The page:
My name is Tom Hart, and I’m a Penguinologist leading the Polar Ecology and Conservation research group at Oxford University. The Save Our Seas Foundation has helped us take advantage of a once-in-a-lifetime opportunity for a natural experiment. The effective removal of humans from the Antarctic Peninsula means understanding and disentangling the other threats penguins.
I’m currently on board the NG Resolution, an expedition ship that tours the Antarctic Peninsula and the Scotia Sea. I’m trying to get around a network of over 100 penguin colonies with timelapse cameras on them.
Over the last decade, I have successfully designed this novel technique that combines remote time-lapse camera technology with a citizen-science-powered data processing platform as a way of efficiently monitoring penguin populations in a hard-to-reach environment. I was fortunate to keep this network going last year via a private expedition with the Save our Seas Foundation. I’m now trying to recover more data showing the effects on penguins of a year without people.
The Antarctic Peninsula is changing rapidly, and penguins are responding. We already see the loss of Adelie and Chinstrap penguins and an increase in Gentoo Penguins. Very roughly, we are losing one Chinstrap and one Adelie for every Gentoo we gain. In the context of change, there are winners and losers. The potential causes of these changes are climate change, fishing, tourism, whale recovery and disturbance through national programmes (the national bases around Antarctica). But the problem is that so many of these threats overlap on the Antarctic Peninsula, so it’s tough to disentangle them. For example, fishing vessels can reach new areas for longer as sea ice declines, so it is hard to attribute changes in penguins to climate change or fishing. It could be either or both.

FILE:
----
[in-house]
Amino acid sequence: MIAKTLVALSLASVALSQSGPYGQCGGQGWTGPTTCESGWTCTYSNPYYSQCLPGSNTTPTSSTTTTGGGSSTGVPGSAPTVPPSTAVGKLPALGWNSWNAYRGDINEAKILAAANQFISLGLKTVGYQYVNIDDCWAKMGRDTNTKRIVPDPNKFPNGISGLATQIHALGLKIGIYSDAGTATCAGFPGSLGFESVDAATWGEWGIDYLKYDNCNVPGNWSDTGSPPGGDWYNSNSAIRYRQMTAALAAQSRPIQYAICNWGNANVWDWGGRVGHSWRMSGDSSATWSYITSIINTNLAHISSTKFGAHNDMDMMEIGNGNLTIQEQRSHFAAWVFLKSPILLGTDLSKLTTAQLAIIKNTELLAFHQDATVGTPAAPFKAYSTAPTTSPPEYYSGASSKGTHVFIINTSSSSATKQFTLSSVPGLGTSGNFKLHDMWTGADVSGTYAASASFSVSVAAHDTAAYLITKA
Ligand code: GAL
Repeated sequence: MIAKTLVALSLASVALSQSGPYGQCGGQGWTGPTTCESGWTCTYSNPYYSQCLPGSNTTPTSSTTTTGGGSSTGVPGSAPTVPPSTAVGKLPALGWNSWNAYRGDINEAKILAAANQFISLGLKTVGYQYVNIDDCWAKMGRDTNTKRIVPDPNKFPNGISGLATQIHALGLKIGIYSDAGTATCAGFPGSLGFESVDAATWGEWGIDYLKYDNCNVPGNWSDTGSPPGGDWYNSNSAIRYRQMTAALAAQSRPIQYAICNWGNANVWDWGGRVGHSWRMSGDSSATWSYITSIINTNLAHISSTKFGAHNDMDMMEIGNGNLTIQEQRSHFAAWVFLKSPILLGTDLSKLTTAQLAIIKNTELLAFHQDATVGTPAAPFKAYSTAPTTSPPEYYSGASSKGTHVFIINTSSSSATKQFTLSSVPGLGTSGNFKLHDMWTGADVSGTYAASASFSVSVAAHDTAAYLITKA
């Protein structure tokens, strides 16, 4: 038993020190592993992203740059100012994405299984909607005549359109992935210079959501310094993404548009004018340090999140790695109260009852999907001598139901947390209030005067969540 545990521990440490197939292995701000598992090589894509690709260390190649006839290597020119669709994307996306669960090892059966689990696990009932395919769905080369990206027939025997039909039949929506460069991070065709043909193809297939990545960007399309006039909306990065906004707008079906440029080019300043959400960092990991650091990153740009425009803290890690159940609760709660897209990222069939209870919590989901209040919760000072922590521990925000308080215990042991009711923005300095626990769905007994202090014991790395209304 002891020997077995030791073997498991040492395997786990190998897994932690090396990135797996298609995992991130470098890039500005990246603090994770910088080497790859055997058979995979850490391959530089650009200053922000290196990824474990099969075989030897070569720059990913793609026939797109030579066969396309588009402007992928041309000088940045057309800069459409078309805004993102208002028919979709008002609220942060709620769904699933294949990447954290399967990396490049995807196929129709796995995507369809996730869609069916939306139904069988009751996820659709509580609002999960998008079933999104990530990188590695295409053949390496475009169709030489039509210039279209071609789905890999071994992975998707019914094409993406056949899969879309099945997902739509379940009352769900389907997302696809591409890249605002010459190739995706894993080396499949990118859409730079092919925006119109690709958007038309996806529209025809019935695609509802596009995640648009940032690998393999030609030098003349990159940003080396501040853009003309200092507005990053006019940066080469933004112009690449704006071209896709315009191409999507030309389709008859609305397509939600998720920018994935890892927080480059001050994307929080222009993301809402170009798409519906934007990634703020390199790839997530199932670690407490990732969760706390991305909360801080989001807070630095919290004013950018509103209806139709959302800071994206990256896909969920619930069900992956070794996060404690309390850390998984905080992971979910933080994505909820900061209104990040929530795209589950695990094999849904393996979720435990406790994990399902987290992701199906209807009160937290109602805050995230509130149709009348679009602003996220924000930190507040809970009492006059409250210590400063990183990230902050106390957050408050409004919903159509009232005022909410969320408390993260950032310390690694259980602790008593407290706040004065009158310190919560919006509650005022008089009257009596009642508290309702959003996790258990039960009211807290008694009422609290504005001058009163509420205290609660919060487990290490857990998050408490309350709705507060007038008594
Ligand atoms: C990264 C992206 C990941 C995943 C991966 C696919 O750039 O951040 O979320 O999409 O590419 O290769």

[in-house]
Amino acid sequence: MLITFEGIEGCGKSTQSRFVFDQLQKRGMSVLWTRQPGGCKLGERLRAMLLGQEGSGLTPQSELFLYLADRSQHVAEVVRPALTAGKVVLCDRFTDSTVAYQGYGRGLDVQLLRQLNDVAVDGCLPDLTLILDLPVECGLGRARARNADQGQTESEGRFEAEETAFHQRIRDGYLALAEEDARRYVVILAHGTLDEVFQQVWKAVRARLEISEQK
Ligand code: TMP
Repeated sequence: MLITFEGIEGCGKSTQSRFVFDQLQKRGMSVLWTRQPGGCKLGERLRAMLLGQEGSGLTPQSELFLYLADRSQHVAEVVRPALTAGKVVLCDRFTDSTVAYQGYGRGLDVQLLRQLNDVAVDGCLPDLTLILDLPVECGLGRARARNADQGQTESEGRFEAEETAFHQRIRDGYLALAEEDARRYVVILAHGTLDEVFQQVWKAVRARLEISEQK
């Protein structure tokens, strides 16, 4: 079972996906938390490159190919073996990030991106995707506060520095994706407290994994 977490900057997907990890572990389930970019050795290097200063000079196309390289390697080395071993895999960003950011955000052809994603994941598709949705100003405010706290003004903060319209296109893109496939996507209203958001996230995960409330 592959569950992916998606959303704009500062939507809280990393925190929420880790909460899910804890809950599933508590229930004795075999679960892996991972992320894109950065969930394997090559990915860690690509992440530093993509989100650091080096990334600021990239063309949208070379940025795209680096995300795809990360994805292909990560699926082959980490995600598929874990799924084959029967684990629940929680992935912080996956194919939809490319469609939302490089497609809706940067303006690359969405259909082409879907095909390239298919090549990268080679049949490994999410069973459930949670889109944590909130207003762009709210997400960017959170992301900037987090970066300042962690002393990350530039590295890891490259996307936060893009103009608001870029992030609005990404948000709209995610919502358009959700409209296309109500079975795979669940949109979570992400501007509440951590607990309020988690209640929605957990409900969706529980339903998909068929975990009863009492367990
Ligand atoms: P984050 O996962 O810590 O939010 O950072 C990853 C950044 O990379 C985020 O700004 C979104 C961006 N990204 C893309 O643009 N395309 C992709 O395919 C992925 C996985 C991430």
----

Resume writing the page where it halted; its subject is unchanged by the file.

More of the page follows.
Penguin Watch has been going for 13 years now – the idea is that by placing timelapse cameras overlooking penguin colonies, we can collect such detailed observations almost hourly that would otherwise require a scientific base and all of the infrastructure and disturbance that entails. This network of cameras has recorded the change in penguin breeding for over a decade and is documenting dramatic shifts in the timing and success of breeding associated with warming temperatures and possibly krill fishing. The intent of the network was always to investigate the effects of climate change and fishing – that was why we put it in place. Still, one of the natural strengths of having a monitoring network in place is the ability to record unexpected events. One of these unexpected events has been the COVID-19 pandemic, which for a year and a half stopped all tourism in Antarctica and disrupted national programmes and fishing. As a result, we’re in a great natural experiment that can help us understand the relative influence of climate change and fishing on the changes we see in penguins. I hope there is an upside from COVID-19 that might help provide the evidence we need to protect penguins.